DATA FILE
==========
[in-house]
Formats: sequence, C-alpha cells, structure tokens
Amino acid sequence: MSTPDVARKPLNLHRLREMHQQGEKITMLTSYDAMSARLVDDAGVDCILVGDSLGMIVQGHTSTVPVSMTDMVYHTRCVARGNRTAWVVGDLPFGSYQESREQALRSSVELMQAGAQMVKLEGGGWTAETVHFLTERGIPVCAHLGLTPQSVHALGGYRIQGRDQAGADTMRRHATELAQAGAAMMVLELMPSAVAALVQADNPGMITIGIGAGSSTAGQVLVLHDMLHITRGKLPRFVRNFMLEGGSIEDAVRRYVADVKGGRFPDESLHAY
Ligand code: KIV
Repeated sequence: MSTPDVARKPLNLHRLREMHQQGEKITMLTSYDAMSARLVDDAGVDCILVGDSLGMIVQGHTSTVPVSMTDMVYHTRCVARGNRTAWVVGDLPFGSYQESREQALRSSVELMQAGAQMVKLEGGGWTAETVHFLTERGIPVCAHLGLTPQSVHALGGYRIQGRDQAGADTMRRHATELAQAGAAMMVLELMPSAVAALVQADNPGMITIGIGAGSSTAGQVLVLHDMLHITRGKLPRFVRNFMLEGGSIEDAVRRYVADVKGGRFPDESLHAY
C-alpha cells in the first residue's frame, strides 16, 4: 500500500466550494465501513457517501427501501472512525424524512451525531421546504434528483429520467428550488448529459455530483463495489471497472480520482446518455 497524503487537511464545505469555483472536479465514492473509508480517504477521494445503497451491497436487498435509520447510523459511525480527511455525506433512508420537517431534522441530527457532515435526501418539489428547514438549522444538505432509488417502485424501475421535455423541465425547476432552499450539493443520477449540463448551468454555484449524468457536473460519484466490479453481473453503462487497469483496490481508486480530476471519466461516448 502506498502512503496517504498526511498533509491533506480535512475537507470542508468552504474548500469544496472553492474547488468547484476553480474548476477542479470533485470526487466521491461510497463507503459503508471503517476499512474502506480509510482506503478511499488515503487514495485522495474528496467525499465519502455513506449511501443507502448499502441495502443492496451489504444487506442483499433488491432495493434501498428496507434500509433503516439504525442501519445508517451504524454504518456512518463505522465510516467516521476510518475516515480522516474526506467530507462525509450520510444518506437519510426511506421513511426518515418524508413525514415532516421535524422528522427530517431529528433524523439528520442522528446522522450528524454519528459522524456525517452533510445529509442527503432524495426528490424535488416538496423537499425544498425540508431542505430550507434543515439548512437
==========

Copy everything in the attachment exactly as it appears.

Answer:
[in-house]
Formats: sequence, C-alpha cells, structure tokens
Amino acid sequence: MSTPDVARKPLNLHRLREMHQQGEKITMLTSYDAMSARLVDDAGVDCILVGDSLGMIVQGHTSTVPVSMTDMVYHTRCVARGNRTAWVVGDLPFGSYQESREQALRSSVELMQAGAQMVKLEGGGWTAETVHFLTERGIPVCAHLGLTPQSVHALGGYRIQGRDQAGADTMRRHATELAQAGAAMMVLELMPSAVAALVQADNPGMITIGIGAGSSTAGQVLVLHDMLHITRGKLPRFVRNFMLEGGSIEDAVRRYVADVKGGRFPDESLHAY
Ligand code: KIV
Repeated sequence: MSTPDVARKPLNLHRLREMHQQGEKITMLTSYDAMSARLVDDAGVDCILVGDSLGMIVQGHTSTVPVSMTDMVYHTRCVARGNRTAWVVGDLPFGSYQESREQALRSSVELMQAGAQMVKLEGGGWTAETVHFLTERGIPVCAHLGLTPQSVHALGGYRIQGRDQAGADTMRRHATELAQAGAAMMVLELMPSAVAALVQADNPGMITIGIGAGSSTAGQVLVLHDMLHITRGKLPRFVRNFMLEGGSIEDAVRRYVADVKGGRFPDESLHAY
C-alpha cells in the first residue's frame, strides 16, 4: 500500500466550494465501513457517501427501501472512525424524512451525531421546504434528483429520467428550488448529459455530483463495489471497472480520482446518455 497524503487537511464545505469555483472536479465514492473509508480517504477521494445503497451491497436487498435509520447510523459511525480527511455525506433512508420537517431534522441530527457532515435526501418539489428547514438549522444538505432509488417502485424501475421535455423541465425547476432552499450539493443520477449540463448551468454555484449524468457536473460519484466490479453481473453503462487497469483496490481508486480530476471519466461516448 502506498502512503496517504498526511498533509491533506480535512475537507470542508468552504474548500469544496472553492474547488468547484476553480474548476477542479470533485470526487466521491461510497463507503459503508471503517476499512474502506480509510482506503478511499488515503487514495485522495474528496467525499465519502455513506449511501443507502448499502441495502443492496451489504444487506442483499433488491432495493434501498428496507434500509433503516439504525442501519445508517451504524454504518456512518463505522465510516467516521476510518475516515480522516474526506467530507462525509450520510444518506437519510426511506421513511426518515418524508413525514415532516421535524422528522427530517431529528433524523439528520442522528446522522450528524454519528459522524456525517452533510445529509442527503432524495426528490424535488416538496423537499425544498425540508431542505430550507434543515439548512437